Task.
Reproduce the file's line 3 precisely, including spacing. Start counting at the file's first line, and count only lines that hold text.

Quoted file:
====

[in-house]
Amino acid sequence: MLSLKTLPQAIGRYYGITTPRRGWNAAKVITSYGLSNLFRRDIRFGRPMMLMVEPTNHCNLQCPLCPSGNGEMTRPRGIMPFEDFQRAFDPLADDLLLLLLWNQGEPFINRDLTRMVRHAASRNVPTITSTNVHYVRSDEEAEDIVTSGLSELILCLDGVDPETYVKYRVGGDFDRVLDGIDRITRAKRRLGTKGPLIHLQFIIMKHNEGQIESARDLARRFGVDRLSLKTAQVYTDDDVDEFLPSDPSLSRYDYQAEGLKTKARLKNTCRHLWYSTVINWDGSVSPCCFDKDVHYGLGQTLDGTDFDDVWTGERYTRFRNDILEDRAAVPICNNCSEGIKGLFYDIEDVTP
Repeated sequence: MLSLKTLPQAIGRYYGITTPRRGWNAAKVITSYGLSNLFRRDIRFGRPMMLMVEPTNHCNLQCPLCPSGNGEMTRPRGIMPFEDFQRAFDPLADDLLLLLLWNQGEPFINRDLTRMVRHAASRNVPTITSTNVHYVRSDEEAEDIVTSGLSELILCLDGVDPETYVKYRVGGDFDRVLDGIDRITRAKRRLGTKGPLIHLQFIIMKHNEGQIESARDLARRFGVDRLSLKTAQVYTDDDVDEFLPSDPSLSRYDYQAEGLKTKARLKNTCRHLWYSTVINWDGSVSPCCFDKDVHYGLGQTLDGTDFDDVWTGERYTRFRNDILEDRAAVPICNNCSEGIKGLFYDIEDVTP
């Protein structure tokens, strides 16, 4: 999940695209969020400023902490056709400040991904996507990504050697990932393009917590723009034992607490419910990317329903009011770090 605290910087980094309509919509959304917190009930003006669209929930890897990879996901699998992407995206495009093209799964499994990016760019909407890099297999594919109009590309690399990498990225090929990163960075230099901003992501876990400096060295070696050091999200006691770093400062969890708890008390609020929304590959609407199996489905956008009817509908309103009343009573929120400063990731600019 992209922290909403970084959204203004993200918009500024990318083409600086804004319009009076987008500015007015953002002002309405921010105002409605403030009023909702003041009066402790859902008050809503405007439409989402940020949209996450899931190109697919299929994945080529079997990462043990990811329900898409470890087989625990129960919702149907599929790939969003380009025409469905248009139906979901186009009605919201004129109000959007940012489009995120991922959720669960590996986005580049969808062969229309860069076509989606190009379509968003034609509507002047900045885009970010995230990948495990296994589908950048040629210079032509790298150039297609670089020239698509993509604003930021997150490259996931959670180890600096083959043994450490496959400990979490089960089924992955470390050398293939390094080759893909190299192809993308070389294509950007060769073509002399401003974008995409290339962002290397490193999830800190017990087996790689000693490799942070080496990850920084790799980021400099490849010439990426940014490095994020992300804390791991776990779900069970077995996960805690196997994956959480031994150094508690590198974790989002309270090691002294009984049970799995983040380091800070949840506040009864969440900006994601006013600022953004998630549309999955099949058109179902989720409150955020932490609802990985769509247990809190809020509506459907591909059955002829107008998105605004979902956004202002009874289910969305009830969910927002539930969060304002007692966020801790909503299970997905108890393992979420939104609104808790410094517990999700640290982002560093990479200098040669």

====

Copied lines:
Repeated sequence: MLSLKTLPQAIGRYYGITTPRRGWNAAKVITSYGLSNLFRRDIRFGRPMMLMVEPTNHCNLQCPLCPSGNGEMTRPRGIMPFEDFQRAFDPLADDLLLLLLWNQGEPFINRDLTRMVRHAASRNVPTITSTNVHYVRSDEEAEDIVTSGLSELILCLDGVDPETYVKYRVGGDFDRVLDGIDRITRAKRRLGTKGPLIHLQFIIMKHNEGQIESARDLARRFGVDRLSLKTAQVYTDDDVDEFLPSDPSLSRYDYQAEGLKTKARLKNTCRHLWYSTVINWDGSVSPCCFDKDVHYGLGQTLDGTDFDDVWTGERYTRFRNDILEDRAAVPICNNCSEGIKGLFYDIEDVTP